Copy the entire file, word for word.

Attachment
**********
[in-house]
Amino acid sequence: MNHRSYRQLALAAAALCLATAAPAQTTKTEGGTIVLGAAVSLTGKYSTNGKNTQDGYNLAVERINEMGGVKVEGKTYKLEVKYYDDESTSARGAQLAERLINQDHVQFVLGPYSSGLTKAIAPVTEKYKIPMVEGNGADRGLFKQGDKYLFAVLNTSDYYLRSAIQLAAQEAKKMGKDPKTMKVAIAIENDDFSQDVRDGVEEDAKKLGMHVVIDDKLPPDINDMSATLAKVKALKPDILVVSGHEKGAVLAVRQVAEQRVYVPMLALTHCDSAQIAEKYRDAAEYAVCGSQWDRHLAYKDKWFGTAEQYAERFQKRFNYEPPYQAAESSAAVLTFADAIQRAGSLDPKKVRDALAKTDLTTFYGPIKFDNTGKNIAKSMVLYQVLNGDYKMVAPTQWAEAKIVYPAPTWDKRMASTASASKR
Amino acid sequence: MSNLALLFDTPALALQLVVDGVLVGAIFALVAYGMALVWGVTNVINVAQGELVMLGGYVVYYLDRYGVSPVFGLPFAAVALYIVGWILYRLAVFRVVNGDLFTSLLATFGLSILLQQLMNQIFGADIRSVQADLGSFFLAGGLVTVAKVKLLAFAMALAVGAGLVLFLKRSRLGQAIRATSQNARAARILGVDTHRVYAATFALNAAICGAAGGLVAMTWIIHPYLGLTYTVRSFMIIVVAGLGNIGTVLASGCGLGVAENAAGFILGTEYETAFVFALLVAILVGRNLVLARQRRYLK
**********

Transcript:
[in-house]
Amino acid sequence: MNHRSYRQLALAAAALCLATAAPAQTTKTEGGTIVLGAAVSLTGKYSTNGKNTQDGYNLAVERINEMGGVKVEGKTYKLEVKYYDDESTSARGAQLAERLINQDHVQFVLGPYSSGLTKAIAPVTEKYKIPMVEGNGADRGLFKQGDKYLFAVLNTSDYYLRSAIQLAAQEAKKMGKDPKTMKVAIAIENDDFSQDVRDGVEEDAKKLGMHVVIDDKLPPDINDMSATLAKVKALKPDILVVSGHEKGAVLAVRQVAEQRVYVPMLALTHCDSAQIAEKYRDAAEYAVCGSQWDRHLAYKDKWFGTAEQYAERFQKRFNYEPPYQAAESSAAVLTFADAIQRAGSLDPKKVRDALAKTDLTTFYGPIKFDNTGKNIAKSMVLYQVLNGDYKMVAPTQWAEAKIVYPAPTWDKRMASTASASKR
Amino acid sequence: MSNLALLFDTPALALQLVVDGVLVGAIFALVAYGMALVWGVTNVINVAQGELVMLGGYVVYYLDRYGVSPVFGLPFAAVALYIVGWILYRLAVFRVVNGDLFTSLLATFGLSILLQQLMNQIFGADIRSVQADLGSFFLAGGLVTVAKVKLLAFAMALAVGAGLVLFLKRSRLGQAIRATSQNARAARILGVDTHRVYAATFALNAAICGAAGGLVAMTWIIHPYLGLTYTVRSFMIIVVAGLGNIGTVLASGCGLGVAENAAGFILGTEYETAFVFALLVAILVGRNLVLARQRRYLK